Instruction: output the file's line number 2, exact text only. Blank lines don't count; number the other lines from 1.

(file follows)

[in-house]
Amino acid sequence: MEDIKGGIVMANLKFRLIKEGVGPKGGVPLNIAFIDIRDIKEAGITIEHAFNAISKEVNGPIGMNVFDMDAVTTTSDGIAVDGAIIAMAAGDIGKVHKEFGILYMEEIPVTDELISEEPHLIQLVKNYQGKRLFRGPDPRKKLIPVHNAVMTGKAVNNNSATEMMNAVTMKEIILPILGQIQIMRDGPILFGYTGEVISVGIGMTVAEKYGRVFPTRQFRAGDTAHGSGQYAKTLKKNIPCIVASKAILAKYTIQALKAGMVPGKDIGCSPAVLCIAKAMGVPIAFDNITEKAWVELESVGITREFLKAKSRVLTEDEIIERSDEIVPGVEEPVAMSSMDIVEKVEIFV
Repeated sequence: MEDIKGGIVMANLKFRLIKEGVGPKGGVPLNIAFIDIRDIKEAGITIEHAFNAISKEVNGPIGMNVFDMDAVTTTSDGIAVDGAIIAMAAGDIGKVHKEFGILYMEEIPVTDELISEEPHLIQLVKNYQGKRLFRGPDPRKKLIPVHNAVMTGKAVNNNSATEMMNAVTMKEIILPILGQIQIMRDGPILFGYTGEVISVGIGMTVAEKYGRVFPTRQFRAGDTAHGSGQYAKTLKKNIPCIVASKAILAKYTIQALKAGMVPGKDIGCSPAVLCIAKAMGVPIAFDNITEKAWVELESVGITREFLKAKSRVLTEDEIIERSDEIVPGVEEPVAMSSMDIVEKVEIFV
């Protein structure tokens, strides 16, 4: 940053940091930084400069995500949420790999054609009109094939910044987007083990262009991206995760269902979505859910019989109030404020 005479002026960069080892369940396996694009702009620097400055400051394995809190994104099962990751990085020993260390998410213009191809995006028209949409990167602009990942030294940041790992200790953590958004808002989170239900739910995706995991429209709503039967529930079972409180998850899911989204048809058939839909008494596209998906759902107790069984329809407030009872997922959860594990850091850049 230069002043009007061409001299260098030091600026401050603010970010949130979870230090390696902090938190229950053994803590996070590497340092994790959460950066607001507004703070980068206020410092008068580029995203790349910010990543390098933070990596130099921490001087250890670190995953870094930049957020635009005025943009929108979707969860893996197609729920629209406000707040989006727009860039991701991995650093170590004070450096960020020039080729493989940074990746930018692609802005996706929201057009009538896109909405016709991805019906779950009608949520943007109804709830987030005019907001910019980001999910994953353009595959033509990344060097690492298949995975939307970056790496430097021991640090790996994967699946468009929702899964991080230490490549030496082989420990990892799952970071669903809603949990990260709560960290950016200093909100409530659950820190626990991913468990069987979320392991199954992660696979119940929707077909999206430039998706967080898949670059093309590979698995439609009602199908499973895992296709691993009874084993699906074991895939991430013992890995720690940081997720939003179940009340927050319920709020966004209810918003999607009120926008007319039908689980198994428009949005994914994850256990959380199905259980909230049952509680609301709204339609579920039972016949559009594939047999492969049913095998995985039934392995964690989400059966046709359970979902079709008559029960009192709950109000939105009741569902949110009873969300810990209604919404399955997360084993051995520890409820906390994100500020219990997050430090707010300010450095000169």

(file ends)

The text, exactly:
Amino acid sequence: MEDIKGGIVMANLKFRLIKEGVGPKGGVPLNIAFIDIRDIKEAGITIEHAFNAISKEVNGPIGMNVFDMDAVTTTSDGIAVDGAIIAMAAGDIGKVHKEFGILYMEEIPVTDELISEEPHLIQLVKNYQGKRLFRGPDPRKKLIPVHNAVMTGKAVNNNSATEMMNAVTMKEIILPILGQIQIMRDGPILFGYTGEVISVGIGMTVAEKYGRVFPTRQFRAGDTAHGSGQYAKTLKKNIPCIVASKAILAKYTIQALKAGMVPGKDIGCSPAVLCIAKAMGVPIAFDNITEKAWVELESVGITREFLKAKSRVLTEDEIIERSDEIVPGVEEPVAMSSMDIVEKVEIFV